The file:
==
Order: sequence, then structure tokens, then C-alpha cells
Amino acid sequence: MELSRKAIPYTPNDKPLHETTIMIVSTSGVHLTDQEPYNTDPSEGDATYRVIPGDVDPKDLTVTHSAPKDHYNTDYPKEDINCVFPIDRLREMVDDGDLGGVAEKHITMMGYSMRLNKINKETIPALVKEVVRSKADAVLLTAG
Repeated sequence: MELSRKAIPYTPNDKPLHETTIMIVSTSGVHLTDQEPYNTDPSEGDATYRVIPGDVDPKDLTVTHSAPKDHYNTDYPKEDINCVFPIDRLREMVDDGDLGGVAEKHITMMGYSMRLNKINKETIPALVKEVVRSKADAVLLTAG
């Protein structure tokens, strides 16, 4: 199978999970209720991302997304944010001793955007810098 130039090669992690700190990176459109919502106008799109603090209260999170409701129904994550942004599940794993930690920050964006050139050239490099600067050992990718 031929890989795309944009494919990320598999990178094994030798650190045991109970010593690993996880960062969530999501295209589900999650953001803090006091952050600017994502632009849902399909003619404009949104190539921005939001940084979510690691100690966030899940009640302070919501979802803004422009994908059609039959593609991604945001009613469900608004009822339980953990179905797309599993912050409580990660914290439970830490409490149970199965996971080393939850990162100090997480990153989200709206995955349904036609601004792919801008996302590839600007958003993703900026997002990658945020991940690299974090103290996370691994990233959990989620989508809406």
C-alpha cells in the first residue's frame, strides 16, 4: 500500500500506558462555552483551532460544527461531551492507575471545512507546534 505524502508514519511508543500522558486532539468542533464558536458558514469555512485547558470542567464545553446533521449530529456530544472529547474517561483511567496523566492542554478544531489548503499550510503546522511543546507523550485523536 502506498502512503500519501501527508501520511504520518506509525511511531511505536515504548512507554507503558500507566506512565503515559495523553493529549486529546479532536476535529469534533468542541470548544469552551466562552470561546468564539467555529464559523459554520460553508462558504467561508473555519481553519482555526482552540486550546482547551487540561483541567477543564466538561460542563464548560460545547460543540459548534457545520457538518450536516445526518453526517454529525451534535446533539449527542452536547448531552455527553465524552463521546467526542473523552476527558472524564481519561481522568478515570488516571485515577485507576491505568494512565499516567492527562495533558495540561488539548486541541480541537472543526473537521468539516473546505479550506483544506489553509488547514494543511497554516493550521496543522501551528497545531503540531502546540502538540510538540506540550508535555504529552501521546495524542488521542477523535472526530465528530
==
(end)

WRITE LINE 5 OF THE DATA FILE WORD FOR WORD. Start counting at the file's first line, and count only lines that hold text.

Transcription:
C-alpha cells in the first residue's frame, strides 16, 4: 500500500500506558462555552483551532460544527461531551492507575471545512507546534 505524502508514519511508543500522558486532539468542533464558536458558514469555512485547558470542567464545553446533521449530529456530544472529547474517561483511567496523566492542554478544531489548503499550510503546522511543546507523550485523536 502506498502512503500519501501527508501520511504520518506509525511511531511505536515504548512507554507503558500507566506512565503515559495523553493529549486529546479532536476535529469534533468542541470548544469552551466562552470561546468564539467555529464559523459554520460553508462558504467561508473555519481553519482555526482552540486550546482547551487540561483541567477543564466538561460542563464548560460545547460543540459548534457545520457538518450536516445526518453526517454529525451534535446533539449527542452536547448531552455527553465524552463521546467526542473523552476527558472524564481519561481522568478515570488516571485515577485507576491505568494512565499516567492527562495533558495540561488539548486541541480541537472543526473537521468539516473546505479550506483544506489553509488547514494543511497554516493550521496543522501551528497545531503540531502546540502538540510538540506540550508535555504529552501521546495524542488521542477523535472526530465528530